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UTSA uncovers the disconnect between the brain's dopamine system and cocaine addiction

January 10, 2019

(San Antonio, Jan. 10, 2019) -- Researchers at The University of Texas at San Antonio have revealed significant insight into cocaine addiction, a phenomenon which has grown significantly in the United States since 2015.

Now new data by UTSA shows how the release of the neurotransmitter dopamine changes when working for cocaine. Our brains naturally release dopamine to reward us for working hard for something gratifying, for example, enjoying a sweet piece of chocolate. Yet when it comes to illicit substances such as cocaine, the harder the effort put into getting cocaine, the less likely there will be a large jolt of dopamine.

With the new understanding that there is a difference between how the brain responds to additional effort in relation to a specific object of desire, either food vs. illicit drugs, the UTSA data suggests that this new finding into the dopamine production complex could help guide future solutions for drug addiction.

"By identifying these differences, you can come up with pharmacological or behavior strategies so you can maintain normal responses for natural rewards but at the same time manage the responses for drugs," says Matthew Wanat, assistant professor in the Department of Biology at UTSA.

Dopamine is a neurotransmitter that plays key roles in the brain and body. The chemical messenger is involved in regulating physical movement. It's a catalyst for a person to be able to engage in motivated behaviors and also facilitates learning. Scientific studies show that a disruption in dopamine production can lead to neurological disorders such as Parkinson's but also drug addiction.

Wanat's previous research showed that there is a larger dopamine response when we delay gratification for food. Now his work on cocaine adds another dimension which can aid to solve the complex puzzle of the impact of illicit drug use on brain chemistry. The latest UTSA research will be published in an upcoming issue of the Journal of Neuroscience.

Professor Wanat and post-doctoral fellow Idaira Oliva, the lead researcher on the project, used rats that were trained to work for infusions of cocaine. The rodents in order to obtain the desired stimulant, had to engage in a progressive series of nose pokes before getting another dose of cocaine. Later, voltammetry measurements of the dopamine levels in the rats' brain were taken while they worked to obtain cocaine.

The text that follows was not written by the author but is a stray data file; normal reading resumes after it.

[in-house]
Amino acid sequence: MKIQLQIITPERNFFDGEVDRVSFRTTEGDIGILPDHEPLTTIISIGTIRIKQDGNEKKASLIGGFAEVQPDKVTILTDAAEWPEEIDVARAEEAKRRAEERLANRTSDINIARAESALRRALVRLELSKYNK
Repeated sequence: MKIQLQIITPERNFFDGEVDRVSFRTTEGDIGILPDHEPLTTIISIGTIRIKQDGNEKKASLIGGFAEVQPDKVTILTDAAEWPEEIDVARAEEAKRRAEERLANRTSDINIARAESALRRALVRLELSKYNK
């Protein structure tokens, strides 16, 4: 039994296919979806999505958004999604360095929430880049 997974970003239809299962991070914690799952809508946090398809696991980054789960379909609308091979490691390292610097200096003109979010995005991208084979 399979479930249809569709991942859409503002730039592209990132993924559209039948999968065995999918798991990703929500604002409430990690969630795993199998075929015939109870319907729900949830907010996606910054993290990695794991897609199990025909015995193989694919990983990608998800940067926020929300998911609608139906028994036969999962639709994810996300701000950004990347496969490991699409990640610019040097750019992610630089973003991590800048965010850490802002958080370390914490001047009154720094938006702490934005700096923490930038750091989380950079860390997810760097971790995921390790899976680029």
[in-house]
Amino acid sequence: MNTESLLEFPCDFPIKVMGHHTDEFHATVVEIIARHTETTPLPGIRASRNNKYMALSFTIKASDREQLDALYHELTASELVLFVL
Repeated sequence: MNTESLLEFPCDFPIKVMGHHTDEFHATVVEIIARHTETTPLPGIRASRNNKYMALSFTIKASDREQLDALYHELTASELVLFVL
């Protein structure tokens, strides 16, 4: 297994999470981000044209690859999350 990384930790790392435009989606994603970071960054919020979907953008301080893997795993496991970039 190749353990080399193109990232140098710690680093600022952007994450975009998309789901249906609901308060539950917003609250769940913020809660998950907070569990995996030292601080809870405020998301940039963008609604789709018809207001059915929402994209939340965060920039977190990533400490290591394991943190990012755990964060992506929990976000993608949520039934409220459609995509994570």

As to why there is an opposite effect of dopamine surge in cocaine usage with added effort is still not fully understood. However, UTSA scientists don't necessarily think it's related to the actual drug.

"We think there might be a change in the subjective value. It's just perceived as less valuable. It fits in with the idea that you don't like the drug as much," says Wanat. "They (drug users) want it but they don't like it as much as they would."

Although much of the recent drug crisis which impacts the country has centered on opioids, cocaine usage in the United States has surged since 2015. The latest Centers for Disease Control data suggests that after marijuana, cocaine is the second most abused illicit drug, and deaths have grown by 37%. Moreover, the DEA shows that another factor for increased cocaine usage is the boom in global cultivation and coca production of the psychostimulant.

The independent effects of illicit drugs are difficult to tease out. Many drug users tend to rely on several abused substances and the interplay between them and the combined impact on the body is not understood. For now, researchers at UTSA will still continue future investigations on what beyond dopamine causes addiction.

"This effect is not due to cocaine levels in the brain, it's something upstream to what's getting the dopamine neurons to fire," says Wanat.
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University of Texas at San Antonio

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